LOCAL NEWS | JULY 17, 2018

LOCAL NEWS | JULY 17, 2018

LOCAL NEWS | JULY 17, 2018

Three people were taken to the hospital following a crash that occurred in Perry County Saturday. State Police at Newport say 39 year old Baheti Harshika of New York was traveling south on State Route 11/15 in Watts Township when she took a right turn at a high rate of speed. Harshika lost control of the vehicle, traveled over a curb and struck a light post. 4 other passengers were in the vehicle at the time of the crash. Two people sustained suspected head injures as a result of the accident. They were transported to Holy Spirit Hospital.

 

A Mifflin County man has been charged with harassment. Lewistown State Police responded to a call in Bratton Township on May 26. 20 year old Araceli Leonard had started having an argument with another man when the altercation became physical. Leonard bit the victim several times. After further investigation, officers found Leonard to be under the influence of alcohol. Charges for harassment and underage drinking were completed through district court.

 

A Carlisle man has been charged with numerous charges following a Saturday crime spree. State Police at Newport say 24 year old Michael Guerra was fighting in a parking lot in the Duncannon Borough while intoxicated. During the altercation, a window on an entrance door was broke. Just one hour earlier, Guerra was charged with criminal mischief after causing property damages to another Perry County resident. His charges also including disorderly conduct and harassment were filed in District Court.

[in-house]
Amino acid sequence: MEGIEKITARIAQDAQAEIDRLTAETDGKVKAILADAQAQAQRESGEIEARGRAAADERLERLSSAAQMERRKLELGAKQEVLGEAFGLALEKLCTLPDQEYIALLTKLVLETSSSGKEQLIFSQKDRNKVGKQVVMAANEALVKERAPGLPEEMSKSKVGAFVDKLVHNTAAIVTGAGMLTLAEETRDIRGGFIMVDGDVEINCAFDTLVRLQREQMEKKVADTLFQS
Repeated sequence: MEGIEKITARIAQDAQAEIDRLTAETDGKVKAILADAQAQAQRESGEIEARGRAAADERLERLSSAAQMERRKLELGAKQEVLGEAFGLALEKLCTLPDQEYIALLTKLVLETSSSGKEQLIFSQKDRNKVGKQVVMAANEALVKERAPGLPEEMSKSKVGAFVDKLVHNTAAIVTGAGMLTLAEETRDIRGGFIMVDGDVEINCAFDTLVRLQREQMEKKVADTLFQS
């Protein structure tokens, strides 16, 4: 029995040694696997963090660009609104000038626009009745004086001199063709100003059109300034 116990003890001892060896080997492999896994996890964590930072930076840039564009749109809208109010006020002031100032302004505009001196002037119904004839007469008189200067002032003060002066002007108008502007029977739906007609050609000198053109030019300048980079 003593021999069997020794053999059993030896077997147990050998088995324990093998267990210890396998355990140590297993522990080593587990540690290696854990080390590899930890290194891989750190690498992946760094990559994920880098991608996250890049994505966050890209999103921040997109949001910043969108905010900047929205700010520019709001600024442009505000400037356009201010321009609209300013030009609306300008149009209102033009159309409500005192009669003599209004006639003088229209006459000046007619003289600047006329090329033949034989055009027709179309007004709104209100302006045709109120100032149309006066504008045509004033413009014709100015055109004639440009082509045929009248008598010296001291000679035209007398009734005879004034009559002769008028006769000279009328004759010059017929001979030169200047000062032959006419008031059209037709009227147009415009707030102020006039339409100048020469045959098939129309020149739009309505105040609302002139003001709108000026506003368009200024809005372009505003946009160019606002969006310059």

The US Food and Drug Administration is warning pet owners about a possible link between certain dog food and canine heart disease. The FDA put out a statement last week, following reports of the disease in dogs eating foods that contain peas, lentils, other seeds or potatoes as the major ingredient. The FDA said these reports are strange because the cases of dogs having the disease are breeds that are not typically prone to it. Larger breeds such as Great Danes, Boxers and Newfoundlands are more prone to heart disease. Foods labeled grain-free typically have higher levels of potatoes, but it is not yet known how the ingredients are linked to the disease. The FDA is working with the Veterinary Response Network to investigate the potential association. At this time, the FDA is encouraging pet owners and vet professional to report any cases of heart disease in dogs suspected of having a link to diet.

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